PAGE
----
Be careful on this popular winter peak. Avalanche-safe lines abound, but the danger is insidious. Venturing even a hundred feet in the wrong direction could put you in a slide area. Along with Quandary and Bierstadt, this is probably the most attempted winter route, due to its short length. I personally know at least three parties that have gotten caught in slides on this mountain. Avalanche terrain awareness and careful decision making are essential.

The starting point for this hike varies considerably. I’ve logged four attempts in winter and began from a different staging area each time. In general, plan to start about a mile below the Leavick site. Anything closer is a bonus. Walk the road to just before the summer 4WD gate, then veer right. The terrain here can be confusing and deceptive. Select a cautious line and make your way toward the obvious shallow gully to the right of the Mt. Sherman summit, targeting the broad plateau between Sherman and White Ridge.

It’s important to take this alternate route and not attempt to stay on the standard trail. Gaining the Sheridan-Sherman saddle on the summer path comes with considerable avalanche risk, including a large and reliable cornice.

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5. Pikes Peak

Winter Trailhead: Crags Campground
Standard Winter Route: Northwest Slopes
Winter Mileage: 14 miles
Winter Elevation Gain: 4,300’

It would be hard for 14 miles to feel much shorter. This gentle route maintains an easy grade most of the way, with only a few steep sections. The popularity of the Crags area as a dayhike also means that a trench is a nearly permanent fixture. The upper portion of the hike, above Devil’s Playground, parallels the summit road. Because Pikes stands largely alone, it’s often subjected to blasting winds. Large sections of the wide, obvious trail above treeline were visible every time I’ve done this peak with snow.

In contrast with Mt. Evans, the road up Pikes Peak remains open year-round, weather permitting. It’s hard to express the sheer joy that’s felt while eating a donut and drinking hot chocolate in the confines of a brick shelter after seven miles hiking uphill in a subzero wind chill. It’s also hard to express the willpower that’s necessary to leave that shelter for the seven-mile hike down.

One More Drink, and I’ll Move On (Conundrum Couloir)

Mountain(s): Conundrum Peak (14,060′) and Castle Peak (14,265′)
Route: Conundrum Couloir (Steep Snow)
Date: July 11, 2015
RT Distance: 14.5 miles
RT Gain: 4,850′
RT Time: 10 hours
Climbers: Ben, Jeff

Summer is here.

It’s crazy how fast the Colorado mountains transitioned from buried to dry. Most standard 14er routes only require a few short snow crossings these days, which is hardly believable after all the late-spring moisture. The wet weather made for a weird couloir season, with the window between “avalanche prone” and “rage-inducing scree field” short and difficult to judge.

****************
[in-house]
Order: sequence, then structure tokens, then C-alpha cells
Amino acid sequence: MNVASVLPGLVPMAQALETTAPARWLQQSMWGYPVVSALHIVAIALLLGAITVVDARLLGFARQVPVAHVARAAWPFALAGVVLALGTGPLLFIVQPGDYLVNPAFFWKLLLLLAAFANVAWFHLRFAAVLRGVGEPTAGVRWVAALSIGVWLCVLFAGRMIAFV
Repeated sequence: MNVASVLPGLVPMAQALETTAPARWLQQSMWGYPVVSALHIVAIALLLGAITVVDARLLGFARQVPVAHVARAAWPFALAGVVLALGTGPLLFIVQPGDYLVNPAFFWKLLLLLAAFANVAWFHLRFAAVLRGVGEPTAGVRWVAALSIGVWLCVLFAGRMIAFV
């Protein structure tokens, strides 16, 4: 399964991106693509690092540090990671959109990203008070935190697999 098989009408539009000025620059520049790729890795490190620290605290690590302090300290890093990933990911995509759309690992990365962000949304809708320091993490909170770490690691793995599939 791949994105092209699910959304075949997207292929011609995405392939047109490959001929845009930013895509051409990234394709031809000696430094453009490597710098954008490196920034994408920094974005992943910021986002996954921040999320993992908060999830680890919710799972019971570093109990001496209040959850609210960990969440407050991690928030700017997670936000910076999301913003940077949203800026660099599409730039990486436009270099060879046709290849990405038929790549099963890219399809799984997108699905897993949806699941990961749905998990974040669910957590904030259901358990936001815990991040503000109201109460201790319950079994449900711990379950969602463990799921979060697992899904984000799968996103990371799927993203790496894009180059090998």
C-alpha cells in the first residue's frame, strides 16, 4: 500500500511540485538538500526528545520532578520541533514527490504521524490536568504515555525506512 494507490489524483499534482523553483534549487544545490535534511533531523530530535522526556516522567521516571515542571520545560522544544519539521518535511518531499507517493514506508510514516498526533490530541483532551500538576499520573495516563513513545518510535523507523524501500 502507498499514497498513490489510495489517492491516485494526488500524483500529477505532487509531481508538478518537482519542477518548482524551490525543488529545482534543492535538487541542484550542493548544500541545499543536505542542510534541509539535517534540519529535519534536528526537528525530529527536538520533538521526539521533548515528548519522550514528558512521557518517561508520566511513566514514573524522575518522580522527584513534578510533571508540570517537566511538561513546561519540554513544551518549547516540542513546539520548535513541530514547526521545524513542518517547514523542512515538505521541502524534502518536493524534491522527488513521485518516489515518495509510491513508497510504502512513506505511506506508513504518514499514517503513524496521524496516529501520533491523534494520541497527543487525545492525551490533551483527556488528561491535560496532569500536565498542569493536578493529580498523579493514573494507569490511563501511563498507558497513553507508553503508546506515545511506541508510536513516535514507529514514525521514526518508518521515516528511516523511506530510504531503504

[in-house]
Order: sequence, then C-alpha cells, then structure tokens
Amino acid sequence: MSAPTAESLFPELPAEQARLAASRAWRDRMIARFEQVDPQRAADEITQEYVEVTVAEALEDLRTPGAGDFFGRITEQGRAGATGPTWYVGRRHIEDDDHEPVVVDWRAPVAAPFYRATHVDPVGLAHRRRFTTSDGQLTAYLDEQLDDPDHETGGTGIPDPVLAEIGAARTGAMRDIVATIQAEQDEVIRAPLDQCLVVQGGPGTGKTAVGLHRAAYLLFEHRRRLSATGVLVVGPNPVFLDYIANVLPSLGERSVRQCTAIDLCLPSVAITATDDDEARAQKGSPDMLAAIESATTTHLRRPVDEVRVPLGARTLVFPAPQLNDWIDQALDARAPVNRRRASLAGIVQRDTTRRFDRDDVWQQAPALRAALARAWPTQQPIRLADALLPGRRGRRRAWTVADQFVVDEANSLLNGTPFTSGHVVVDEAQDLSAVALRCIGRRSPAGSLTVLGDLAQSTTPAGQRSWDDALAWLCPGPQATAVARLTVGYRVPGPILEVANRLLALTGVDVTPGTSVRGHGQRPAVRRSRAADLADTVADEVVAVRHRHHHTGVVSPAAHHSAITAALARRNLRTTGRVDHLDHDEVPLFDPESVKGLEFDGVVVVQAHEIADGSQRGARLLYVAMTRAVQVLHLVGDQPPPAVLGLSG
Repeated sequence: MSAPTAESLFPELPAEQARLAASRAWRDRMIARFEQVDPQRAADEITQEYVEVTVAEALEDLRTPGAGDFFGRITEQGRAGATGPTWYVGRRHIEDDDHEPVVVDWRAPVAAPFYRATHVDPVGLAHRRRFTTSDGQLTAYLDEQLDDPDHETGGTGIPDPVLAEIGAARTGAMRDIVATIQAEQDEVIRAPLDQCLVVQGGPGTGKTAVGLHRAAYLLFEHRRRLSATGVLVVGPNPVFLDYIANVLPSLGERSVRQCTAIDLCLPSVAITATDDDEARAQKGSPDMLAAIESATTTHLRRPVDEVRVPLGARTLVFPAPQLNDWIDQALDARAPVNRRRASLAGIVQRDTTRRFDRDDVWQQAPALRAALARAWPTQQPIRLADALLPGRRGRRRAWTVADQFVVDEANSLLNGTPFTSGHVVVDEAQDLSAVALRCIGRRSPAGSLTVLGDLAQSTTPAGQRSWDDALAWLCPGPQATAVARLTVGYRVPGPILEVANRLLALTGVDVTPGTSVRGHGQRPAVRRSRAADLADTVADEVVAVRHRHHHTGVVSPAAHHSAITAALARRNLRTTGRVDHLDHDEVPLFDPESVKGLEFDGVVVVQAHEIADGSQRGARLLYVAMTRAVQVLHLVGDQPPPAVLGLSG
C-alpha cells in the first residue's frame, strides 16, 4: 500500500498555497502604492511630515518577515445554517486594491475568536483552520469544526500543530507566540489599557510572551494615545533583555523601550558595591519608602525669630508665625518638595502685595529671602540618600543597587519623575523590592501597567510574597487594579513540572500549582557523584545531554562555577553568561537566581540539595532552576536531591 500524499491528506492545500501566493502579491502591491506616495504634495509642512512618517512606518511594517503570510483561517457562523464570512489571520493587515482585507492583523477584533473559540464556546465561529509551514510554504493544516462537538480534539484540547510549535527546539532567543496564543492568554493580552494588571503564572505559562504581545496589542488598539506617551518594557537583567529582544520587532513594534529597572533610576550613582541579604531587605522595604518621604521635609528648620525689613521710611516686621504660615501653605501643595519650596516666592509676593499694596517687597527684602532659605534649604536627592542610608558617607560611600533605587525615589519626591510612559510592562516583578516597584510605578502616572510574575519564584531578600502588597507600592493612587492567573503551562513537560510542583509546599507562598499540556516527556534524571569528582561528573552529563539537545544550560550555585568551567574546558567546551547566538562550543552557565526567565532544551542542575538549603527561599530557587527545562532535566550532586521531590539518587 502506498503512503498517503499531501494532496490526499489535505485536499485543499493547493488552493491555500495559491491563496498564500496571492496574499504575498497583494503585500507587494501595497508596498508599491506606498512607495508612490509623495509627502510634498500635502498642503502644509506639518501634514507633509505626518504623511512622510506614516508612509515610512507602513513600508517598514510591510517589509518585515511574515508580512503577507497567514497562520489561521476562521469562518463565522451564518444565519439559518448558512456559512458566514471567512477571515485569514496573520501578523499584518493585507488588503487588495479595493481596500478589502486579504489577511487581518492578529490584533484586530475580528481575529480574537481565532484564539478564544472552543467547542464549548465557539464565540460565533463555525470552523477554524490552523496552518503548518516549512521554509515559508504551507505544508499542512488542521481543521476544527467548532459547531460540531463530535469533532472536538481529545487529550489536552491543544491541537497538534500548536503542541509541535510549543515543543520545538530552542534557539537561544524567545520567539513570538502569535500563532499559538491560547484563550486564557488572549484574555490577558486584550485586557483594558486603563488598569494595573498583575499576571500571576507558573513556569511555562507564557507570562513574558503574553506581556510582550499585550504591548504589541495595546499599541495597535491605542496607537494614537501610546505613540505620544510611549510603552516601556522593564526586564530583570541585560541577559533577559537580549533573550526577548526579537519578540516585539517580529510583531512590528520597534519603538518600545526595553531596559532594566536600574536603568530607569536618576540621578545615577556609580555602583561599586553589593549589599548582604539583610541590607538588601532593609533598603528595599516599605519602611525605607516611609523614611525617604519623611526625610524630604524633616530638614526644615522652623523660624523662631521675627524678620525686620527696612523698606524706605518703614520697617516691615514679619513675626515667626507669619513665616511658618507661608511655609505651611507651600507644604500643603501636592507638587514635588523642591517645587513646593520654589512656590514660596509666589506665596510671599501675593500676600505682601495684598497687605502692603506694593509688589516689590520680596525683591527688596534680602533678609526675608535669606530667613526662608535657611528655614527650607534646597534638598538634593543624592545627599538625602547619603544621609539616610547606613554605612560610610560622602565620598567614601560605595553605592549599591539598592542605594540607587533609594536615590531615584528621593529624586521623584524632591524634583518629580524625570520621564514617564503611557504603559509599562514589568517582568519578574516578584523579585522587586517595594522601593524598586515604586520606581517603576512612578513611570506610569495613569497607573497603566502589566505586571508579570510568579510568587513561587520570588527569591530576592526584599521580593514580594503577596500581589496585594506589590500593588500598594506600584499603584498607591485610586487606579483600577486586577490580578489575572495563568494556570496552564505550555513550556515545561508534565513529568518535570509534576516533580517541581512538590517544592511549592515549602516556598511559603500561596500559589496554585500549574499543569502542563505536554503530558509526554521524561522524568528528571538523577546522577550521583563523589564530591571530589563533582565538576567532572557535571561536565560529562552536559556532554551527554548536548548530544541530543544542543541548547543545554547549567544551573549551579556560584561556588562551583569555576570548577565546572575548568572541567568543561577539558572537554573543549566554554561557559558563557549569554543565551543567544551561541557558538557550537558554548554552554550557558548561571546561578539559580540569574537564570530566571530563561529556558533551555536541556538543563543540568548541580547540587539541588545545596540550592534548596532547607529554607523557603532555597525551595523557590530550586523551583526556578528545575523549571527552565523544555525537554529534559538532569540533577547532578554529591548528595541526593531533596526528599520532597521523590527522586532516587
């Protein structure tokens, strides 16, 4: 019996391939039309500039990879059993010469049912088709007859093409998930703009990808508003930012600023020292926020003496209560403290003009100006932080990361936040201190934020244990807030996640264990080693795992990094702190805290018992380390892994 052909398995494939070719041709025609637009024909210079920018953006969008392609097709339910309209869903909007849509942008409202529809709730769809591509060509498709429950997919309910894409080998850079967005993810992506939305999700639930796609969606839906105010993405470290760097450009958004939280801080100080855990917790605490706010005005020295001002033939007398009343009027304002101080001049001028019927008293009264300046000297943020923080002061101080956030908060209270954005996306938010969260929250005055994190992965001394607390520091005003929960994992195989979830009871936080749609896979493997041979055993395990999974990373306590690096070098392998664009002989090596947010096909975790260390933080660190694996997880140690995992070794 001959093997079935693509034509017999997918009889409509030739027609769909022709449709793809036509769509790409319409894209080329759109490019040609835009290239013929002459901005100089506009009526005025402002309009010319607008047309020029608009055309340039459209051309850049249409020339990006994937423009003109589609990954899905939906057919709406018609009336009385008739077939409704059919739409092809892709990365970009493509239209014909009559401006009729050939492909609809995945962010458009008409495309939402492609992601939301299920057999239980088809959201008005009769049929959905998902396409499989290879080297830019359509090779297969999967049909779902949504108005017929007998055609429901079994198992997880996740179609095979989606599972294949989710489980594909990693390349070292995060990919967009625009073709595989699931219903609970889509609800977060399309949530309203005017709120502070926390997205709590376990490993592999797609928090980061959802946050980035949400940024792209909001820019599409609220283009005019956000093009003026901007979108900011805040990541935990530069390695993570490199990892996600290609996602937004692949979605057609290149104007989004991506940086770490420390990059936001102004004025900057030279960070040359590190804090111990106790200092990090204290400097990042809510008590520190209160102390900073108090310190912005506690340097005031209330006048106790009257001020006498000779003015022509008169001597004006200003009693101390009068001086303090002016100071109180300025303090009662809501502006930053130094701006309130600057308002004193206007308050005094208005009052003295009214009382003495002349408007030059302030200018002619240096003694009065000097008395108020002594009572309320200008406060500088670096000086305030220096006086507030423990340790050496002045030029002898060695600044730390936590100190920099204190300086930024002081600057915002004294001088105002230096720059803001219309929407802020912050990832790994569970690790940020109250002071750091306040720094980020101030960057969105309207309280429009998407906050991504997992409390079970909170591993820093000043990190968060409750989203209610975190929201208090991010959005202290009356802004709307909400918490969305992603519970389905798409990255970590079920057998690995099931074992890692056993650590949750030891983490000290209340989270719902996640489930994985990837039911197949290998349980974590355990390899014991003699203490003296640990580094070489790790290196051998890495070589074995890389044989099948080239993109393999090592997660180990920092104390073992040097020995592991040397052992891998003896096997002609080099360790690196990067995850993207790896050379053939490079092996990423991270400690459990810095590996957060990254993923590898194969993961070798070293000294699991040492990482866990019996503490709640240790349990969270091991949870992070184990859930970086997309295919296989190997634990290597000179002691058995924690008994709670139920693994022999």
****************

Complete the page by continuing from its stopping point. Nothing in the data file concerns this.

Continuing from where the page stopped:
Few traditional snow couloirs remain in mid-July, but what’s left is generally safe. Ben and I decided to attempt one more before the soaring summer temperatures claim the last of the continuous snow lines. My original idea was Cross Couloir on Mt. of the Holy Cross, an incredibly famous route that’s gathered dust on my to-do list for years. Ben, who’s trying to finish the 14ers this summer, was more interested in two new checkmarks on Castle and Conundrum. A few minutes of research uncovered that Conundrum Couloir, another classic option, was likely still filled. A plan was born.

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Our intention was to meet in Golden around 3 p.m. and depart directly from my office at the American Mountaineering Center. That would give us plenty of time to establish a camp, start a fire, drink a couple beers and catch up. Unfortunately, Ben got stuck at work and then in the heinous Highway 93 traffic. He didn’t get to my office until shortly after 5 p.m., which might be the latest anyone has worked at the American Mountaineering Center on a Friday since at least 2009.

The result was arriving at the Castle/Conundrum trailhead around 9 p.m. My low-clearance 2WD Mazda 3 could only make it up the road far enough to reach the first four campsites, all of which were inhabited by squatting retirees from Texas. We limped back to the pavement and debated our options. Signage made it obvious that no camping is allowed apparently anywhere, ever. Given the late hour and our 3 a.m. wake-up call, we figured no one would notice if we just set up our tents in the corner of the parking lot. It meant packing all our gear first thing in the morning rather than leaving it up to dry, but our assumption was correct. We snagged a few uninterrupted hours of unsanctioned sleep. Don’t tell anyone, Internet.